Malaysia may enter into bilateral trade agreements with other TPPA participating countries, says Mah. The Reuters photo shows a motorcyclist riding past a palm oil tanker in a plantation in Johor.
KUALA LUMPUR: The US withdrawal from the Trans-Pacific Partnership Agreement (TPPA) has affected Malaysia’s target to export RM20bil worth of palm oil products to the 12 participating countries in the pact by 2021.
Plantation Industries and Commodities Minister, Datuk Seri Mah Siew Keong, said as of 2014, exports of palm oil products to TPPA countries were over RM13bil.
Mah said following the decision, Malaysia would look at other options to mitigate the loss, including entering bilateral free trade agreements with other TPPA participating countries.
“Other TPPA countries can go ahead with the pact and salvage the hard work of so many years,” he told reporters after delivering his keynote address at the 19th Malaysia Strategic Outlook Conference 2017 in Kuala Lumpur on Tuesday.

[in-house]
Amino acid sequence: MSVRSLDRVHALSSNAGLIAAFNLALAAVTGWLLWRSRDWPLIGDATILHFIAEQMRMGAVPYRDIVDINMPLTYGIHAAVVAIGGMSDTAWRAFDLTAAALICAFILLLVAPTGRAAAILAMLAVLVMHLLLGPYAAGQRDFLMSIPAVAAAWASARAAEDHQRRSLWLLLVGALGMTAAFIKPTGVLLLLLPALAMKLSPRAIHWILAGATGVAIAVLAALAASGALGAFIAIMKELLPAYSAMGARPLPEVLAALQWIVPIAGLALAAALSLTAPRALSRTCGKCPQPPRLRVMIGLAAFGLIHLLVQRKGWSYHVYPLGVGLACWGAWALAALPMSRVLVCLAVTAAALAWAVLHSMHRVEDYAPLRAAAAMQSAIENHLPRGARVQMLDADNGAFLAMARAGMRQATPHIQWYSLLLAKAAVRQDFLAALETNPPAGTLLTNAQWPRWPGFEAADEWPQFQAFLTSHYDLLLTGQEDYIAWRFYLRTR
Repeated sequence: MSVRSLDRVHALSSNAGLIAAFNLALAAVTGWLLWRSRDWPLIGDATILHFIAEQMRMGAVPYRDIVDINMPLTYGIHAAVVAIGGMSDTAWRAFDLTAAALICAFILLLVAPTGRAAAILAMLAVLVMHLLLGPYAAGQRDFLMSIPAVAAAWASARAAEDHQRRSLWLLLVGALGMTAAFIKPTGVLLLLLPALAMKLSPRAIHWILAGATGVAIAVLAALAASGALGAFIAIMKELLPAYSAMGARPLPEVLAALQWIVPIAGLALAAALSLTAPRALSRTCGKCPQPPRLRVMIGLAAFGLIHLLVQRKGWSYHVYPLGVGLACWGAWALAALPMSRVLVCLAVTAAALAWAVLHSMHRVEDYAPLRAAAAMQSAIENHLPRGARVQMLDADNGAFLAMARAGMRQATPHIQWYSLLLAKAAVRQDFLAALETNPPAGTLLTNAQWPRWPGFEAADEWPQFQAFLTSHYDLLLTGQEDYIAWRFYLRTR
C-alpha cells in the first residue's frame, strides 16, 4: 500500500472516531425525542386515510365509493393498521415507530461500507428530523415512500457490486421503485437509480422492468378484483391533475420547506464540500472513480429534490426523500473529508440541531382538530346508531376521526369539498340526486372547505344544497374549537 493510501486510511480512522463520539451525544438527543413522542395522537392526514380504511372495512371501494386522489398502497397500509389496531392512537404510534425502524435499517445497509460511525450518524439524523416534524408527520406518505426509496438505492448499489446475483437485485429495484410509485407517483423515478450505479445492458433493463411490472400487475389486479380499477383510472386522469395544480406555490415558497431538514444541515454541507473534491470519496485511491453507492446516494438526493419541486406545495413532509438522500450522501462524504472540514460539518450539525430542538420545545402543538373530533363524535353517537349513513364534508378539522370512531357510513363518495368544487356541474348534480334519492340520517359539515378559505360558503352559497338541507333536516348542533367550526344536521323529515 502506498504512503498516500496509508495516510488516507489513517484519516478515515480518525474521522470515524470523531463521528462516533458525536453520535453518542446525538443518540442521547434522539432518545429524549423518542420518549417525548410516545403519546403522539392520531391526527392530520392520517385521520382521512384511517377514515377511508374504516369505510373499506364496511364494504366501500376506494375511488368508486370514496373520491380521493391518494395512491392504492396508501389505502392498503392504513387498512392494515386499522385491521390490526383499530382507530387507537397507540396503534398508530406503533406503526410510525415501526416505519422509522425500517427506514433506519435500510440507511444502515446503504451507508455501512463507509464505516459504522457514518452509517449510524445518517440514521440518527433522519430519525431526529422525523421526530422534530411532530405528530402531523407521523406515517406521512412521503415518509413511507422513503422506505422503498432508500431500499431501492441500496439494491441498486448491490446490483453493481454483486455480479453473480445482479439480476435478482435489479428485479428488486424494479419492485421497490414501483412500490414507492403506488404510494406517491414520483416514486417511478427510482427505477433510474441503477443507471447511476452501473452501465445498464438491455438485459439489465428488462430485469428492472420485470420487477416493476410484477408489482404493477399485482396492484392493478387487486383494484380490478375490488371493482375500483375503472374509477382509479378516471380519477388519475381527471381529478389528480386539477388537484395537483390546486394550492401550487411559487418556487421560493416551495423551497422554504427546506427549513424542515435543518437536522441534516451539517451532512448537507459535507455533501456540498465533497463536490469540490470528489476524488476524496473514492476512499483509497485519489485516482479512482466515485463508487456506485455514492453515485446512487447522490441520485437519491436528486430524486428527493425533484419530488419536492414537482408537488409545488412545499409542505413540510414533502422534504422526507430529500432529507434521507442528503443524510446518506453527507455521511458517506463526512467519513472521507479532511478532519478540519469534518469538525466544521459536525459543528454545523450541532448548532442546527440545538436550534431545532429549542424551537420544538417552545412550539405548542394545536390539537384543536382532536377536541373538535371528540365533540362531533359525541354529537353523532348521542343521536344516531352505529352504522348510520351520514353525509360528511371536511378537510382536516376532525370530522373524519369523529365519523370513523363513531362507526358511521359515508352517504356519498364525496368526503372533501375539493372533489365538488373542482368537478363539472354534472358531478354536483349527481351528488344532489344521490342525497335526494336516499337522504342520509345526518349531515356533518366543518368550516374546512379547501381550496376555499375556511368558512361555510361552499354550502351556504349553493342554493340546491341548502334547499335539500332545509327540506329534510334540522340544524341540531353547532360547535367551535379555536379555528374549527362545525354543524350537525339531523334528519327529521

The annual conference, themed Malaysia at 60: Forging Ahead -- Where Do We Go From Here
, is organised by the Asian Strategy and Leadership Institute.
Mah said apart from expanding the market internationally, the industry would also focus on downstream segments to offer more value-added products.
“Downstream is the way forward and we are going to increase oleochemicals, the specialty fat amounts,” he said.
Mah said the government was currently negotiating for all planters in Malaysia to have sustainable planting certification from Malaysian Sustainable Palm Oil (MSPO).
He said a meeting with industry stakeholders would be held next month to discuss the matter which involved some 550,000 smallholders nationwide.
“The certification is not going to be easy process and it is also going to be quite an expensive exercise.
“We are considering to group together the smallholders together for the certification,” he said.
Mah said the certification was viewed as important in tackling accusations from overseas associated with the country’s palm oil development with environmentally harmful activities, said Mah.
As for the crude palm oil prices, Mah set a more conservative estimate of an average RM2,700 per tonne this year, up from RM2,600 last year, despite the commodity being currently traded at almost RM3,200 per tonne.
“Our target for 2017 is RM2,700 per tonne and we do not want to set a target which we are not sure of achieving,” Mah said. - Bernama